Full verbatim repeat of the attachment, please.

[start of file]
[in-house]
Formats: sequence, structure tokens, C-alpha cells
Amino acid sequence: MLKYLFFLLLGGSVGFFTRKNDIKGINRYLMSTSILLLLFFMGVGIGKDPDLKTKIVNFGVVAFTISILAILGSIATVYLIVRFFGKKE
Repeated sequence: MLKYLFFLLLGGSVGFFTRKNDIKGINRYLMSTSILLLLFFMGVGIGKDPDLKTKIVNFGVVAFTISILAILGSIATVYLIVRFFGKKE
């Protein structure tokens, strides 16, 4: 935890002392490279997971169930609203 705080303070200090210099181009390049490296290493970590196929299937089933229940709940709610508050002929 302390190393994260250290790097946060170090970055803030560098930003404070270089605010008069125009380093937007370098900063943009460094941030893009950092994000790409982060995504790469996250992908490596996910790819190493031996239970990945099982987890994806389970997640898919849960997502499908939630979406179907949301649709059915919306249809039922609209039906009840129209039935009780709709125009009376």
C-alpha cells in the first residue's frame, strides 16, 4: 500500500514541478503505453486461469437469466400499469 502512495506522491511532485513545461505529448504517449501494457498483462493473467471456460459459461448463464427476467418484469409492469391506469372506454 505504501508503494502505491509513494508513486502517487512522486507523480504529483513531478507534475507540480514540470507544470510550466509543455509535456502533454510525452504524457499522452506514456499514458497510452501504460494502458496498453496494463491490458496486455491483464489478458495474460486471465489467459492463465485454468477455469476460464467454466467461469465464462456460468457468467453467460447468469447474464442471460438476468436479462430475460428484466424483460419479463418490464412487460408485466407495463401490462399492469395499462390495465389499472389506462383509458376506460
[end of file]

[in-house]
Formats: sequence, structure tokens, C-alpha cells
Amino acid sequence: MLKYLFFLLLGGSVGFFTRKNDIKGINRYLMSTSILLLLFFMGVGIGKDPDLKTKIVNFGVVAFTISILAILGSIATVYLIVRFFGKKE
Repeated sequence: MLKYLFFLLLGGSVGFFTRKNDIKGINRYLMSTSILLLLFFMGVGIGKDPDLKTKIVNFGVVAFTISILAILGSIATVYLIVRFFGKKE
């Protein structure tokens, strides 16, 4: 935890002392490279997971169930609203 705080303070200090210099181009390049490296290493970590196929299937089933229940709940709610508050002929 302390190393994260250290790097946060170090970055803030560098930003404070270089605010008069125009380093937007370098900063943009460094941030893009950092994000790409982060995504790469996250992908490596996910790819190493031996239970990945099982987890994806389970997640898919849960997502499908939630979406179907949301649709059915919306249809039922609209039906009840129209039935009780709709125009009376």
C-alpha cells in the first residue's frame, strides 16, 4: 500500500514541478503505453486461469437469466400499469 502512495506522491511532485513545461505529448504517449501494457498483462493473467471456460459459461448463464427476467418484469409492469391506469372506454 505504501508503494502505491509513494508513486502517487512522486507523480504529483513531478507534475507540480514540470507544470510550466509543455509535456502533454510525452504524457499522452506514456499514458497510452501504460494502458496498453496494463491490458496486455491483464489478458495474460486471465489467459492463465485454468477455469476460464467454466467461469465464462456460468457468467453467460447468469447474464442471460438476468436479462430475460428484466424483460419479463418490464412487460408485466407495463401490462399492469395499462390495465389499472389506462383509458376506460